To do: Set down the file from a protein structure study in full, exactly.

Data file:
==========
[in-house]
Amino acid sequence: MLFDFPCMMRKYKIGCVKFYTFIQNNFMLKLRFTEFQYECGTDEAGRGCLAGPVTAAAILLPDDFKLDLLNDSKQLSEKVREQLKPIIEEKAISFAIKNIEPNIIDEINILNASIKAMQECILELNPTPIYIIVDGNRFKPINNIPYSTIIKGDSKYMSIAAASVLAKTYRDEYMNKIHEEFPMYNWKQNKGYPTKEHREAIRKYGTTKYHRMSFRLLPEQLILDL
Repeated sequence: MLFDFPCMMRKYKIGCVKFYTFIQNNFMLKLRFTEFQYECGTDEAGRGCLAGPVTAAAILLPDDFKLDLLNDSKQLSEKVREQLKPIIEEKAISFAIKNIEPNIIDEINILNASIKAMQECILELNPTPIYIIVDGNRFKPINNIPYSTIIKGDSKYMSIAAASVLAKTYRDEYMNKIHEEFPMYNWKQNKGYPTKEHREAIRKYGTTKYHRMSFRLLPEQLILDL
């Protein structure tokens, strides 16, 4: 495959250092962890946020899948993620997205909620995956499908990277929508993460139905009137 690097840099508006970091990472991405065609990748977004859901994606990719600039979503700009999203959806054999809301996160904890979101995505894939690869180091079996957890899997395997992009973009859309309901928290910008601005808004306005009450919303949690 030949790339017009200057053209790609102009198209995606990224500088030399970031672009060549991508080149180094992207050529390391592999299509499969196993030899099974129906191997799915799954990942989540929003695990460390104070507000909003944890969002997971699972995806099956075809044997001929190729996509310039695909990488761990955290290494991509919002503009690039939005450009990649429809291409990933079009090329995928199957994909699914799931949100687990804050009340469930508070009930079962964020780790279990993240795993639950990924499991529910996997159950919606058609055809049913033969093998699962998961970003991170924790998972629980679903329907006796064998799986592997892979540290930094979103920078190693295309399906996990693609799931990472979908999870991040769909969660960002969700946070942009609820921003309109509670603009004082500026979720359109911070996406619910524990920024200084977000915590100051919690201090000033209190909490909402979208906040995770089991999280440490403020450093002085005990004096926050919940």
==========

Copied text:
[in-house]
Amino acid sequence: MLFDFPCMMRKYKIGCVKFYTFIQNNFMLKLRFTEFQYECGTDEAGRGCLAGPVTAAAILLPDDFKLDLLNDSKQLSEKVREQLKPIIEEKAISFAIKNIEPNIIDEINILNASIKAMQECILELNPTPIYIIVDGNRFKPINNIPYSTIIKGDSKYMSIAAASVLAKTYRDEYMNKIHEEFPMYNWKQNKGYPTKEHREAIRKYGTTKYHRMSFRLLPEQLILDL
Repeated sequence: MLFDFPCMMRKYKIGCVKFYTFIQNNFMLKLRFTEFQYECGTDEAGRGCLAGPVTAAAILLPDDFKLDLLNDSKQLSEKVREQLKPIIEEKAISFAIKNIEPNIIDEINILNASIKAMQECILELNPTPIYIIVDGNRFKPINNIPYSTIIKGDSKYMSIAAASVLAKTYRDEYMNKIHEEFPMYNWKQNKGYPTKEHREAIRKYGTTKYHRMSFRLLPEQLILDL
């Protein structure tokens, strides 16, 4: 495959250092962890946020899948993620997205909620995956499908990277929508993460139905009137 690097840099508006970091990472991405065609990748977004859901994606990719600039979503700009999203959806054999809301996160904890979101995505894939690869180091079996957890899997395997992009973009859309309901928290910008601005808004306005009450919303949690 030949790339017009200057053209790609102009198209995606990224500088030399970031672009060549991508080149180094992207050529390391592999299509499969196993030899099974129906191997799915799954990942989540929003695990460390104070507000909003944890969002997971699972995806099956075809044997001929190729996509310039695909990488761990955290290494991509919002503009690039939005450009990649429809291409990933079009090329995928199957994909699914799931949100687990804050009340469930508070009930079962964020780790279990993240795993639950990924499991529910996997159950919606058609055809049913033969093998699962998961970003991170924790998972629980679903329907006796064998799986592997892979540290930094979103920078190693295309399906996990693609799931990472979908999870991040769909969660960002969700946070942009609820921003309109509670603009004082500026979720359109911070996406619910524990920024200084977000915590100051919690201090000033209190909490909402979208906040995770089991999280440490403020450093002085005990004096926050919940």